Rising royally from Heart Island is Boldt Castle, built by George C. Boldt for his wife Louise, on an island he had re-shaped to resemble a heart. The elaborate Rhineland-style castle is exquisite, and includes 120-rooms. drawbridge, Alster Tower, Italian gardens, a Dove-Cote and more. Construction began in 1900, but 4 years later, Louise died suddenly and Boldt, who could not imagine his dream without his wife, stopped construction and never returned to the island. The abandoned, unfinished castle was repaired and opened in 1997 to visitors. The castle is open seasonally and is only accessible by tour boat or personal watercraft. There is a fee to enter.
The Thousand Islands are punctuated with many New York State Parks and four are located on Wellesley Island. Wellesley Island State Park (H3) is over 2,600 acres and along with a great swimming beach, boat rentals and playing fields, it has one of the largest campgrounds in the Thousand Islands region. Anglers will enjoy excellent fishing for muskie, pike, bass and perch or hike the many short trails that criss-cross the island each offering superb views and a chance to spot wildlife. The Minna Anthony Common Nature Center (H10) features a museum that explores the animals and habitats of the islands, as well as a season butterfly house. Explore more than eight-miles of hiking trails which are also popular in winter for cross-country skiing and don’t miss the 1.1-mile Eel Bay Trail to see four glacial potholes as well as ducks and osprey.
The region is also well-known for its award-winning wines. Tour vineyards, taste wine and discover the passion of the winemakers along the 78-mile Thousand Islands Seaway Wine Trail which include the Thousand Islands Winery, Coyote Moon, Otter Creek Winery, Tug Hill Vineyards, Yellow Barn Winery and The River Myst Winery.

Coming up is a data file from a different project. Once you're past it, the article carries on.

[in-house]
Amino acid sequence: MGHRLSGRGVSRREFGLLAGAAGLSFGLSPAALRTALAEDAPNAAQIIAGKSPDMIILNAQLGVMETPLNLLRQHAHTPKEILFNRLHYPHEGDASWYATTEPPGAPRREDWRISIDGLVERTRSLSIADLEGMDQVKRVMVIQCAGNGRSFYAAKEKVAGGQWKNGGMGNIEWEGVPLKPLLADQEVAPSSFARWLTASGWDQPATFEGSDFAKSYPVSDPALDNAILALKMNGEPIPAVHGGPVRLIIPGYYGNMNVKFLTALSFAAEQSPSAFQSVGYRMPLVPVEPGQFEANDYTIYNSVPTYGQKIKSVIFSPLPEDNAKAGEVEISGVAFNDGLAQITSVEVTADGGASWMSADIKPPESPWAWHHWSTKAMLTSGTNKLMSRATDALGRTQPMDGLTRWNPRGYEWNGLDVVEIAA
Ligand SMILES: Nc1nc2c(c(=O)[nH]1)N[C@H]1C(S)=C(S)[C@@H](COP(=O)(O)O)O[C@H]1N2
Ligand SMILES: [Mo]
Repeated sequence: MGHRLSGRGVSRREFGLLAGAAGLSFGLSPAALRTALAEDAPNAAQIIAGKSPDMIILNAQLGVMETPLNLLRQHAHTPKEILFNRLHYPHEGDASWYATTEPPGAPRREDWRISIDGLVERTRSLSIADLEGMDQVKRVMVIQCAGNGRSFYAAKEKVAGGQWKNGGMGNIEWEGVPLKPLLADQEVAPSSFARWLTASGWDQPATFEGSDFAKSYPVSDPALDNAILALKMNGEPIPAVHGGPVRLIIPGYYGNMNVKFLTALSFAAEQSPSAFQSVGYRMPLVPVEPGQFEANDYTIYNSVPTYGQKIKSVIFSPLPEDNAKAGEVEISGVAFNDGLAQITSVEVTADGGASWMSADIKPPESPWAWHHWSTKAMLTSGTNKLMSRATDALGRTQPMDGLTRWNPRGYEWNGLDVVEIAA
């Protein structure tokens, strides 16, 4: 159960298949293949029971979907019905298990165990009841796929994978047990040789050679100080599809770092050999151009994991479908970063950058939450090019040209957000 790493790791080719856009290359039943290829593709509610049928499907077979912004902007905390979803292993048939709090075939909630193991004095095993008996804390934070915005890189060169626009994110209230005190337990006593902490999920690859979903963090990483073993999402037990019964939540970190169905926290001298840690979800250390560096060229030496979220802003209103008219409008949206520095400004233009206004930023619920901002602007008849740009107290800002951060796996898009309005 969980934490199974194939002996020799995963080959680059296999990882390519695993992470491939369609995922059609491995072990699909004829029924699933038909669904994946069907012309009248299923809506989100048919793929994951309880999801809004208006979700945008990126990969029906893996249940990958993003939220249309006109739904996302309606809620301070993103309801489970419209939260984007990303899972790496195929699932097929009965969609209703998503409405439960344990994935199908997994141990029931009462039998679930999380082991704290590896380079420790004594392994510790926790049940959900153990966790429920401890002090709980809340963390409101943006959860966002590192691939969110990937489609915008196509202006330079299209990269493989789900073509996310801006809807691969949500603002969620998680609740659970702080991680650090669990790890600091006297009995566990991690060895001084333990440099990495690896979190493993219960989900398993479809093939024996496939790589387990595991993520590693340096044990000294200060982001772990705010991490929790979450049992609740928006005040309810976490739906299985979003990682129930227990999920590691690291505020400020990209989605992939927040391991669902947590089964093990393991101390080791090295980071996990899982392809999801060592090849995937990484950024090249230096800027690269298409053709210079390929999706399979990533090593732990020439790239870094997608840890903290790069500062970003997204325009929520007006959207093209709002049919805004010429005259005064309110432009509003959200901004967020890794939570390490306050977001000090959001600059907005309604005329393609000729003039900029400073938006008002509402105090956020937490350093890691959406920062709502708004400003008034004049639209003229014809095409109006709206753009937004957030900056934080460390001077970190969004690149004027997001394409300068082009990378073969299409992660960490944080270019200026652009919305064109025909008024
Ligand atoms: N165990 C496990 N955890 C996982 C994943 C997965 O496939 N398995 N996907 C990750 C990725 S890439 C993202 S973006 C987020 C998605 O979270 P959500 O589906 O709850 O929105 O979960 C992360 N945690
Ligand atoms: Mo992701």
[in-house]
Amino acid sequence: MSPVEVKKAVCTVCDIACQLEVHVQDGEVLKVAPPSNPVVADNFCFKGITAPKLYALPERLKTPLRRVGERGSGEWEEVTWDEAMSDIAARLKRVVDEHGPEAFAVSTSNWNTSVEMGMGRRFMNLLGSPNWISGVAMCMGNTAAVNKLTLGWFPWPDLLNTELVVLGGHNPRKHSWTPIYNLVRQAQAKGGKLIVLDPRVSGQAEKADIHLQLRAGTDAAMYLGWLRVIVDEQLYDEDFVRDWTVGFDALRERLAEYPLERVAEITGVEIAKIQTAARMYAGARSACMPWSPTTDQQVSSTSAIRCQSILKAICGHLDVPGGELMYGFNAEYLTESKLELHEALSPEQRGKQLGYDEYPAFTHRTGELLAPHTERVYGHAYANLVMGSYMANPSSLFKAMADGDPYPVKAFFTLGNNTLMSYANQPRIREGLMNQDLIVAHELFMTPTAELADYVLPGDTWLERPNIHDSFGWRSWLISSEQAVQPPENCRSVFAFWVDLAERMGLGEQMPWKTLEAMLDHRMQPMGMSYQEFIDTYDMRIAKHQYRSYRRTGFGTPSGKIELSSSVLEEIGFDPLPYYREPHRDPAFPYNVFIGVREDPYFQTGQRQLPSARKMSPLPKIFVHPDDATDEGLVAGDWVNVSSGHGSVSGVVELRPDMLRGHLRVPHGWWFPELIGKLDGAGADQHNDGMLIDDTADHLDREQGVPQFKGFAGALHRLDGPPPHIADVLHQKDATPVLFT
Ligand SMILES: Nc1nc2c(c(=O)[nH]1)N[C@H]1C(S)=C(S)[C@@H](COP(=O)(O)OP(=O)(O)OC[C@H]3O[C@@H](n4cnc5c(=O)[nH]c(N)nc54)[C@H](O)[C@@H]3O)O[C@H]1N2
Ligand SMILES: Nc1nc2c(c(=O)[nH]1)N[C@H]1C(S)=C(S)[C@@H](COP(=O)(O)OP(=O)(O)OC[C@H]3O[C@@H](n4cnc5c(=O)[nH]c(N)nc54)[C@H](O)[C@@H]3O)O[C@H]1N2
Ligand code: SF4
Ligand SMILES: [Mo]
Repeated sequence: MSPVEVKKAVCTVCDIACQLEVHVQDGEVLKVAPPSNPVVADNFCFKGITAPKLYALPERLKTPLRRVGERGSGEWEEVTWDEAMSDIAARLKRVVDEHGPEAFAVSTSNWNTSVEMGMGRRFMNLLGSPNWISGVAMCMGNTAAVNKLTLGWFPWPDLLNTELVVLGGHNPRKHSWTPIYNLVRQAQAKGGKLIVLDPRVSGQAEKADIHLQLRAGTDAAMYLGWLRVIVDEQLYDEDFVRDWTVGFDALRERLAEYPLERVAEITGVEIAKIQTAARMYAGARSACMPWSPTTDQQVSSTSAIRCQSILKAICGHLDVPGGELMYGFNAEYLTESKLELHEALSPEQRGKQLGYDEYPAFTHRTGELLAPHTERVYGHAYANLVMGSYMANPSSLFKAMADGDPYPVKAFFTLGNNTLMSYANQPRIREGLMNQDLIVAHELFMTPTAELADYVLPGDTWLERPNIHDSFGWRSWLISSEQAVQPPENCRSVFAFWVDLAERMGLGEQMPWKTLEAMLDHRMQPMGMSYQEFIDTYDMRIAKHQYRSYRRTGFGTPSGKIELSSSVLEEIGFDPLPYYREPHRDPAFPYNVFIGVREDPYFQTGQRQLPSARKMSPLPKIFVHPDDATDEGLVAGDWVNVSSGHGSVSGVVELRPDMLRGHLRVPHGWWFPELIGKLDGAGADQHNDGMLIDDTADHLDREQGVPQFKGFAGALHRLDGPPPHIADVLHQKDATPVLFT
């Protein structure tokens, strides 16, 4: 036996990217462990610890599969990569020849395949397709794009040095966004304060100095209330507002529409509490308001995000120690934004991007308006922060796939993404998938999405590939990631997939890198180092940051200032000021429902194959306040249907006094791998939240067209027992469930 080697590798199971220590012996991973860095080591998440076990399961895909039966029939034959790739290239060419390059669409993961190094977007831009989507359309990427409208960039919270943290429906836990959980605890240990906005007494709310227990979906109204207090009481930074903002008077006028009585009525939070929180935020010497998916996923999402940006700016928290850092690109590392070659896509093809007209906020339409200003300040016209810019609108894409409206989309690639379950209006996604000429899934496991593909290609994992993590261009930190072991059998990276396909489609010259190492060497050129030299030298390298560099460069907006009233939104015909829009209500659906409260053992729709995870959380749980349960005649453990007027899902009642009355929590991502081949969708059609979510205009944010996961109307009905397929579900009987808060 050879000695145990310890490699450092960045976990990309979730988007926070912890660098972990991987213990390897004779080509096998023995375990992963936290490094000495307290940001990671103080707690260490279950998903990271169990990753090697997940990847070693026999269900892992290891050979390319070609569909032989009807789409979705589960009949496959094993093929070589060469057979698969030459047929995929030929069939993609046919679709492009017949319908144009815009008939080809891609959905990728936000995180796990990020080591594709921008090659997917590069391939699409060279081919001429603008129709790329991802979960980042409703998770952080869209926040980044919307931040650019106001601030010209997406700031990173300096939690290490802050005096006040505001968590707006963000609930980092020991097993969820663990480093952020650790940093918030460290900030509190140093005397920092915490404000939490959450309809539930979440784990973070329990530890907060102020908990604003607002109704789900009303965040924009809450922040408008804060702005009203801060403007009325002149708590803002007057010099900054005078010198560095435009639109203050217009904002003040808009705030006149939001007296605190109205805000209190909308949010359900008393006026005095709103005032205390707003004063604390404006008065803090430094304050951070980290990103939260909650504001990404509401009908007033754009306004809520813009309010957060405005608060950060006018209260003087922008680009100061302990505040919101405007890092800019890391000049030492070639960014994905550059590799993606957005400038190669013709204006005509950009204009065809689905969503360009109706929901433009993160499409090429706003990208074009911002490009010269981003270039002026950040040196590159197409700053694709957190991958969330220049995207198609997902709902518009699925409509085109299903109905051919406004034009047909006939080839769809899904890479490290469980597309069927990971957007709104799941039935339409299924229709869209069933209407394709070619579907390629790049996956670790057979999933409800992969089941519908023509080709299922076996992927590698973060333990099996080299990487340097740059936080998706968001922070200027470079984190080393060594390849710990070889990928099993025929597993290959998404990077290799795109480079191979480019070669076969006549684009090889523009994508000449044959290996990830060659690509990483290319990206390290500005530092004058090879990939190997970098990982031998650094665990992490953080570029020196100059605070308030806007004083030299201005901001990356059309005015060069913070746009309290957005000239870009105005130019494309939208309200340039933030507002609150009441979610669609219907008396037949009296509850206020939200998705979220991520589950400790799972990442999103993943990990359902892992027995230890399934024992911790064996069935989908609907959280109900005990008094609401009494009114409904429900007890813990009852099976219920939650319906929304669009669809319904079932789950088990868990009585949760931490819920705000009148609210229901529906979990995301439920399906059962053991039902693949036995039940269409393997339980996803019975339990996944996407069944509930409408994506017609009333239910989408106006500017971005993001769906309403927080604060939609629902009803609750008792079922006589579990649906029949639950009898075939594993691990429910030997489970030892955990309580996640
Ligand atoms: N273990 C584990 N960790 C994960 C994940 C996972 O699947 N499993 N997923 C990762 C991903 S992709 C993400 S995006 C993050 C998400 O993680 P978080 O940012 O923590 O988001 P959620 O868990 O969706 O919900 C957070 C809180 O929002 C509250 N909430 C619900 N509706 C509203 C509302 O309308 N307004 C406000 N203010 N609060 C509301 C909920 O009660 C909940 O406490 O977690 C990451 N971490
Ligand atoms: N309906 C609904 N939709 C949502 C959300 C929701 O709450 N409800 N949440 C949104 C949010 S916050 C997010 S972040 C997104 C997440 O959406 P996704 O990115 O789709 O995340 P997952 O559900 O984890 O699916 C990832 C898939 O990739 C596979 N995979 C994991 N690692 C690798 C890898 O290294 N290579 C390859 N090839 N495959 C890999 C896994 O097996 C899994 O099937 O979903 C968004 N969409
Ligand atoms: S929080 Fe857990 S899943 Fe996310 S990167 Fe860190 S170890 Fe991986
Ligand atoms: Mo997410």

Continuing west on NY-37, the town of Clayton is home to the Antique Boat Museum (M2). Sitting on the banks of the Saint Lawrence River, view over 320 boats, canoes, runabouts, skiffs. Included with admission fee are extra activities to sign up for such as a tour of the 1903 houseboat La Duchesse, and rowing on French Creek Bay. The museum is open Mid-May to Mid-October. Clayton, as well as many of the towns near here, are replete with outfitters for adventures in the area. Whether its rafting, diving, sailing, kayaking eco-tours, horseback riding, snowmobiling, etc. find information at the Clayton Chamber of Commerce (I2).
The town of Cape Vincent has a distinct French heritage and if you’re timing is right you can participate in the French Festival held every year on the second Saturday in July, in honor of Bastille Day. Housed in an elegant stone building, visit the Cape Vincent Historical Museum (M8) to learn more about the Indian settlers, the arrival of the French and more. The museum is open July and August and has limited hours. Artists, photographers and visitors will find inspiration in Tibbetts Point Lighthouse (A3) which was built in 1827 and is still in use today. Stroll the grounds, gaze upon the water through a telescope and consider spending the night in the light keeper’s quarters which now a hostel.